An Arizona-based group trying to affect ballot measures in California has no constitutional right to hide its donors, a judge in that state ruled Wednesday.
Judge Shelleyanne Chang rejected arguments by attorneys for Americans for Responsible Leadership that producing the list for a California regulatory board would violate both its First Amendment rights as well as those of those who gave to the group with the understanding that their names would not be made public.
Chang acknowledged that last year's U.S. Supreme Court ruling in the Citizens United case does permit outside groups to try to influence elections. But she said nothing in that ruling prevents the government from requiring that the sources of the cash be disclosed.
The decision most immediately affects the $11 million that the organization, headed by former Arizona House Speaker Kirk Adams of Mesa, donated to try to kill Proposition 30, a proposal by California Gov. Jerry Brown to impose a temporary tax hike on those earning more than $250,000 a year, along with a quarter-cent sales tax increase. Americans for Responsible Leadership also is helping to fund Proposition 32 to ban corporate and labor donations to candidates.
California law empowers the state's Fair Political Practices Commission to audit the books of those who try to influence campaigns and, if appropriate, make public the names of donors.
But a donor list also could finally shed some light on who is behind the $750,000 that Americans for Responsible Leadership has put into the campaign to kill Arizona's Proposition 204 to impose a permanent one-cent surcharge on the state sales tax, largely to fund education. That's because Arizona, has no disclosure laws similar to those in California..
The same organization has pumped another $415,000 into the bid to defeat Proposition 121. That measure would create an open primary system where all candidates run against each other for nomination and the top two face off in the general election regardless of party affiliation.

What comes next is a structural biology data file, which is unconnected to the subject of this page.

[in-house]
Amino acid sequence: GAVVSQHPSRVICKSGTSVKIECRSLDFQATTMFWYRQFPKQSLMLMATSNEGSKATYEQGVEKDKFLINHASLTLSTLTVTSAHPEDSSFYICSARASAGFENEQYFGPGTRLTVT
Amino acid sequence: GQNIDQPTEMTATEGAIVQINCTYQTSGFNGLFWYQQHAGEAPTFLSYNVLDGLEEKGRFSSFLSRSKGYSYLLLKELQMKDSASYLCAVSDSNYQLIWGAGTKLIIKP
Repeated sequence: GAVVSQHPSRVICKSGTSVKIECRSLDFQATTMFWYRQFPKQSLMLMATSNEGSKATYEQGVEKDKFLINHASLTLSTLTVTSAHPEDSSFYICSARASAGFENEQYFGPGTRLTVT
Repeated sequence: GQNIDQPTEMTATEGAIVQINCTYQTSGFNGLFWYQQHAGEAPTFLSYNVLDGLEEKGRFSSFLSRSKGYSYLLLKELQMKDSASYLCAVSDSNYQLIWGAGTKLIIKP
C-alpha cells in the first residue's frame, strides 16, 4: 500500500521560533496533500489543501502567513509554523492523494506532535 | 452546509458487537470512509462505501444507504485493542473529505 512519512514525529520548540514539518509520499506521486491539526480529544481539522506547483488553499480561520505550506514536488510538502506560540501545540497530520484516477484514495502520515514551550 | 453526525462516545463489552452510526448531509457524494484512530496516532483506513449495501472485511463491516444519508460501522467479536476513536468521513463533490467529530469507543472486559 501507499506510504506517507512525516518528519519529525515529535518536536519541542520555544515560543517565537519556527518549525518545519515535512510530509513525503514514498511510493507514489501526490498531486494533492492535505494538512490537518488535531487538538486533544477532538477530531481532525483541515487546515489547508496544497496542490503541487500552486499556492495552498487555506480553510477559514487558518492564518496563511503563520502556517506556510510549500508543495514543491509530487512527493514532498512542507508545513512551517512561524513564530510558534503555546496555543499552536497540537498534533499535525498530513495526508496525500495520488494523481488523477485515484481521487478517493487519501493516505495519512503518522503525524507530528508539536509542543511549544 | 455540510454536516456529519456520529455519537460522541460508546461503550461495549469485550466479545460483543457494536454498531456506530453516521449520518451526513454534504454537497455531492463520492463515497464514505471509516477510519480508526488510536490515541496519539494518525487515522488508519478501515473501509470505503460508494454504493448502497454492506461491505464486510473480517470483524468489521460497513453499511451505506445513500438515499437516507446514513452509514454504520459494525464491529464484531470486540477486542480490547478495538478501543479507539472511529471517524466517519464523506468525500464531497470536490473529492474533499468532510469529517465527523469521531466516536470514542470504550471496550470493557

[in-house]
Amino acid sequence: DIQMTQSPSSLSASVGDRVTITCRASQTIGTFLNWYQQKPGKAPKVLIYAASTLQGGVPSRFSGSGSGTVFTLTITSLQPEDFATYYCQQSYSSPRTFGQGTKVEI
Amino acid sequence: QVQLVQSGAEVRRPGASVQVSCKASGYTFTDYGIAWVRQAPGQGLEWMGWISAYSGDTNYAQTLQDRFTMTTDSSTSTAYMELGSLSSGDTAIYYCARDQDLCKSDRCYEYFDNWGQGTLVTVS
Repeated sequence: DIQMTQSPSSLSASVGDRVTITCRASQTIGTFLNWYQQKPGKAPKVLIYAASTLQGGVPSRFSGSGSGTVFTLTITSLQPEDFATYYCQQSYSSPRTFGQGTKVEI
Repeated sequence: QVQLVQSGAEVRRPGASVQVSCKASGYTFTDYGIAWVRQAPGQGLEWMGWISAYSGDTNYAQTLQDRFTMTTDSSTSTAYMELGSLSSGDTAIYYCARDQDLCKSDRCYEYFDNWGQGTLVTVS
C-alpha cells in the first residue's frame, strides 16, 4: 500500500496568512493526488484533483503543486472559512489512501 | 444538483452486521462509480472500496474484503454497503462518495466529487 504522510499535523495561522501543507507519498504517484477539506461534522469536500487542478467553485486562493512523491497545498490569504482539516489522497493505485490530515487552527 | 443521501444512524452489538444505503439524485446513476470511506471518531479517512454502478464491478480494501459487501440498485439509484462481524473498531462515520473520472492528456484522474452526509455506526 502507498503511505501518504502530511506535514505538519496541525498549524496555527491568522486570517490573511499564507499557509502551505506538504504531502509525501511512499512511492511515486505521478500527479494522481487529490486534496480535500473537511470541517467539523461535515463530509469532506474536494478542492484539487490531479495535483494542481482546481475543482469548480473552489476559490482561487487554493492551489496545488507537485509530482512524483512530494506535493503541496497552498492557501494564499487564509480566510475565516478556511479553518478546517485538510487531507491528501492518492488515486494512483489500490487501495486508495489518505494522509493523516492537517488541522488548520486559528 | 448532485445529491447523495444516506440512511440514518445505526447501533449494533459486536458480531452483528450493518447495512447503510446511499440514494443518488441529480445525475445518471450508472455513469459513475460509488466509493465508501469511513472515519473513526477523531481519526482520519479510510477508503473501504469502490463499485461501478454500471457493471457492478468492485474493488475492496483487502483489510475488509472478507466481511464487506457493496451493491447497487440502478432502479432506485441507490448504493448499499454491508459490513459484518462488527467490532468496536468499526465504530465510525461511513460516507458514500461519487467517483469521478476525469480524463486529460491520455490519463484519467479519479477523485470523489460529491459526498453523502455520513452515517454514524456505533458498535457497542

Whether any of that will be available to voters in Arizona or California before Tuesday's election, however, remains unclear.
"We have asserted all along that the FPPC does not have the authority to issue an audit in advance of the election,'' said Matt Ross, spokesman for Americans for Responsible Leadership and its legal team. "We continue to believe so and will appeal this case.''
That appeal could delay the organization turning over its books.
Even once California regulators get the donor list, it could take some time for them to review it and determine whether what Americans for Responsible Leadership is doing fits within the disclosure statutes.
But Chang, in her order, said it's necessary to start the audit process -- and soon.
"Without the FPPC's audit and review of appropriate records, potential disclosure of information prior to the general election critical to the public in deciding how to vote for Proposition 30 and 32 may not be made,'' she wrote. And Change said that if the audit determines Americans for Repsonsible Leadership has violated disclosure requirements, "irreparable harm has occurred and continues to occur as each day passes and voters continue to cast their votes without information that may influence their votes.''
The legal fight has the support of California Attorney General Kamala Harris.
"We are, together with the FPPC, committed to getting to the truth, and getting it now,'' she said in a prepared statement.
The latest documents on file with the Arizona Corporation Commission show Adams, who was speaker of the state House before an unsuccessful bid earlier this year for Congress, is listed as president.
Other directors include Robert Graham, who owns Scottsdale-based RG Capital, an investment firm. He also is running to be chairman of the Arizona Republican Party.
Also on the list are Eric Wnuck, another unsuccessful Republican congressional candidate, and Steve Nickolas whose web site says he is involved in the bottled beverage industry. Both list Scottsdale addresses.